Life in the shallows becomes a trap for baby sharks

July 21, 2020

Scientists can now explain how baby reef sharks tolerate living in the sometimes-extreme environments of their nurseries--but, they also say these habitats face an uncertain future which may leave newborn sharks 'trapped'.

The lead author of the study is Ian Bouyoucos, a PhD student at the ARC Centre of Excellence for Coral Reef Studies at James Cook University (Coral CoE at JCU).

"Nearshore, shallow water nurseries provide food and abundant shelter where baby blacktip reef sharks can avoid bigger predators, such as other sharks," Mr Bouyoucos said.

Though the word 'nursery' conjures images of soft, nurturing environments, these shallows are anything but. The habitats can be 'extreme', with dramatic changes in temperature and oxygen levels.

"It's not a nice place really, in terms of environmental conditions," said co-author Associate Professor Jodie Rummer, also from Coral CoE at JCU. The extremes of the shallows can mean high temperatures and low oxygen levels, which can be a strain at best.

"But we found the growth rate and metabolism of baby sharks is resilient to the temperature changes they currently face in these shallow habitats," Mr Bouyoucos said.

"We also found the sharks with a greater tolerance for higher temperatures had a greater tolerance for low oxygen levels, which is really promising."

Dr Rummer said mother blacktip reef sharks usually give birth close to shore. There may be, at most, only four pups born at a time with perhaps only one surviving.

"Essentially from the day they are born, these sharks have to be pretty tough in how their bodies work in order to tolerate these harsh environmental conditions," Dr Rummer said.

The research was conducted within the largest shark sanctuary in the world--the French Polynesian shark sanctuary. The top threat to sharks worldwide is overfishing, but sharks are protected within the 4.8 million square kilometre sanctuary.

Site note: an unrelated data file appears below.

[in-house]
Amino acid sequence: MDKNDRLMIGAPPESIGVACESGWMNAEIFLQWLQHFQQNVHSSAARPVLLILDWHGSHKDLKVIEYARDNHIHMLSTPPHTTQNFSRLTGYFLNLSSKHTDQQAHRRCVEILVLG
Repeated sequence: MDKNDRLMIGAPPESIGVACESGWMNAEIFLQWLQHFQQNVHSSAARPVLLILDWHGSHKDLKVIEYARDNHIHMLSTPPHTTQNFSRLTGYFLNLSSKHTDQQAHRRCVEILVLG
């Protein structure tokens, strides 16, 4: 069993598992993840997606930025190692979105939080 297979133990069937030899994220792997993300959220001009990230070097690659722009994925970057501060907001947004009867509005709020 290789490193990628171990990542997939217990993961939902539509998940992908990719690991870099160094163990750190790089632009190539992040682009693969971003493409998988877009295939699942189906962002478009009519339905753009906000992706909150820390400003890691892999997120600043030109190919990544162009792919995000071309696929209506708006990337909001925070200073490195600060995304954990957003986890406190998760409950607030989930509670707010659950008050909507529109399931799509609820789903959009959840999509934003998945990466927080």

Though the young sharks appear resistant to extreme changes the authors warn, as waters get warmer with climate change, future populations are threatened. While the sanctuaries might successfully remove the number one threat to these sharks, they don't protect against their second biggest threat: climate change.

"We know that healthy ocean ecosystems need healthy predators, and that healthy predators need healthy ecosystems--you can't have one without the other," Dr Rummer said.

She says newborn sharks have a narrow window of time in nursery habitats, where they have to grow, learn to hunt, and not get eaten.

"So, if these ecosystems disintegrate under climate change, the baby sharks fall into a 'trap'," Dr Rummer said.

"If they choose less harsh habitats, they lose their food and protection. If they remain within the safe, shallow nurseries, they suffer the effects of warming waters and decreasing oxygen levels. A trap, indeed."

Mr Bouyoucos says while these sharks can cope with these challenging conditions now, they are approaching their limits.

"There are already extreme fluctuations and extreme highs going on in the shallows--and the conditions are only getting worse," he said.

"We have to ask, will reef sharks continue to adapt and evolve over generations at a pace that's fast enough to keep up with climate change?"
-end-
PAPER